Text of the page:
Optometry Clinic in Wetaskiwin, Alberta
Low vision is a significant vision impairment that results from serious eye disease or an injury. The vision loss, which is characterized by either reduced visual acuity or reduced field of view, can not be fully corrected with glasses, contact lenses, medication or surgery.
Low vision can affect both children and older individuals, but is more common in the elderly, who are at greater risk of eye disease.
What causes low vision and how does low vision affect eyesight?
The leading causes of low vision are heredity, eye injury or brain injury, or eye diseases such as glaucoma, macular degeneration, cataracts, diabetic retinopathy, or retinitis pigmentosa. Depending on the severity and type of vision impairment, the patient may still have some useful vision. Typically, the impairment includes a significant reduction in visual acuity to worse than 20/70, hazy, blurred vision, blind spots or significant visual field loss and tunnel vision.
How does low vision affect daily life?
With significant vision loss it can become challenging to complete common daily tasks including reading, writing, cooking and housework, watching television, driving or even recognizing people.
When low vision is diagnosed it can come as a shock. Initially, it is an adjustment to learn how to function with impaired vision, but the good news is there are numerous resources and products available to assist. Because low vision often results in one’s inability to work, function independently, drive and resume normal life, many patients feel isolated and depressed.
Visual Rehabilitation and Visual Aids
Low vision, in contrast to blindness, means that a minimal amount of sight remains intact. There are millions of people who suffer from low vision and manage to function with their remaining vision through the use of visual rehabilitation or visual aids.
What are visual aids?
These are devices that help people with low vision function by maximizing their remaining eyesight. This often involves the use of magnifiers (handheld, mounted or stand-alone), telescopes and other tools to enlarge the images of objects to make them more visible. Finding the right visual aid is a matter of consulting with a professional and experimenting with what works for you and your daily needs.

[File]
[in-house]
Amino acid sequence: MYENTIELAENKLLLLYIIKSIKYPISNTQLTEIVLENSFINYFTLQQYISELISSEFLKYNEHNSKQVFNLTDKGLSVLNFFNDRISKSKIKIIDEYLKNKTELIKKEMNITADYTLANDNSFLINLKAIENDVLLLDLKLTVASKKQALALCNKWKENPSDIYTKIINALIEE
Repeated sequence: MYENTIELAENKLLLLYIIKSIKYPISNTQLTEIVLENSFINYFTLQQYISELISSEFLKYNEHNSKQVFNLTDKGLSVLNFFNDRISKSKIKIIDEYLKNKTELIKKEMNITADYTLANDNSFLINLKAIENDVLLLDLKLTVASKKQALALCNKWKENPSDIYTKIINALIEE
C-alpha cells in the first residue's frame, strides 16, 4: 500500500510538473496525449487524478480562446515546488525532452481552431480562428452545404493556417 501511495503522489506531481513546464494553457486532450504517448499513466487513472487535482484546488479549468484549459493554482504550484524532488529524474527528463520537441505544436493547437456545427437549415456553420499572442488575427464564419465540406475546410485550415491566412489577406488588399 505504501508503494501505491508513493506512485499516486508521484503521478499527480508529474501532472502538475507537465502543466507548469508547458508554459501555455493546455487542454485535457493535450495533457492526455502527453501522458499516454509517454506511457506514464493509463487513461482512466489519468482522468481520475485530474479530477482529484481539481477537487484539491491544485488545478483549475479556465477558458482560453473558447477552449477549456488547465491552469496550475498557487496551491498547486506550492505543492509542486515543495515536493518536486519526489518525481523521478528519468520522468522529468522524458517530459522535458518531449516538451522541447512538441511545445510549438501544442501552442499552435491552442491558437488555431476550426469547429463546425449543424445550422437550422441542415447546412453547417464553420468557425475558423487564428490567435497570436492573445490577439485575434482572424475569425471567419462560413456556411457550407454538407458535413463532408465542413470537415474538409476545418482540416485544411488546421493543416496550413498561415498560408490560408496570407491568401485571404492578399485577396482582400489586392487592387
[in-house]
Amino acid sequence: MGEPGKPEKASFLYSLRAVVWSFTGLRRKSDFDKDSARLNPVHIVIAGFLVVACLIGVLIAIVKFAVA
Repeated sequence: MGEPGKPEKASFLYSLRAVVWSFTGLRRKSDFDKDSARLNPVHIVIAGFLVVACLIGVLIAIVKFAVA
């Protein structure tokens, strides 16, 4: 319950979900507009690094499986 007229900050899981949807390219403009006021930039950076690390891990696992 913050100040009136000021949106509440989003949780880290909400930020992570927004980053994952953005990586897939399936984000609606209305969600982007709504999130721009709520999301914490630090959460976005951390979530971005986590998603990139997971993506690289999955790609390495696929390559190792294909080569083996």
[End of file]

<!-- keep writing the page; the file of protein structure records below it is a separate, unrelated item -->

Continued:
How to make life with low vision easier
- Ensure that you have adequate lighting in your home. This may require some trial and error with different lights and voltages to determine what works best for you.
- Use a magnifier. There is a vast selection of magnifiers available, ranging from hand-held to stand magnifiers. Binoculars and spectacle mounted magnifiers are also an option.
- Your optometrist or low vision specialist can recommend specialized lens tints for certain conditions such as retinitis pigmentosa which enhance vision or reduce light sensitivity.
- Use large print books or audio books for reading.
- Adding a high-contrast stripe on steps (bright color on dark staircase, or black stripe on light stairs) can help prevent falls in people with low vision and may enable them to remain independent in their home.
- Find out by researching what other technology is available to help make your life simpler.
If you or a loved one has low vision, do not despair. Consult with our eye doctor about the best course of action to take to simplify life with low vision.
- How to Cope with Low Vision
Any signs of vision loss should prompt a visit to your optometrist; if you have a problem that cannot be corrected with eyewear or surgery, low vision aids can often help.
- Low Vision Aids for Computer Users
Innovative low vision devices for computers can help visually-impaired people stay connected with friends and the online world.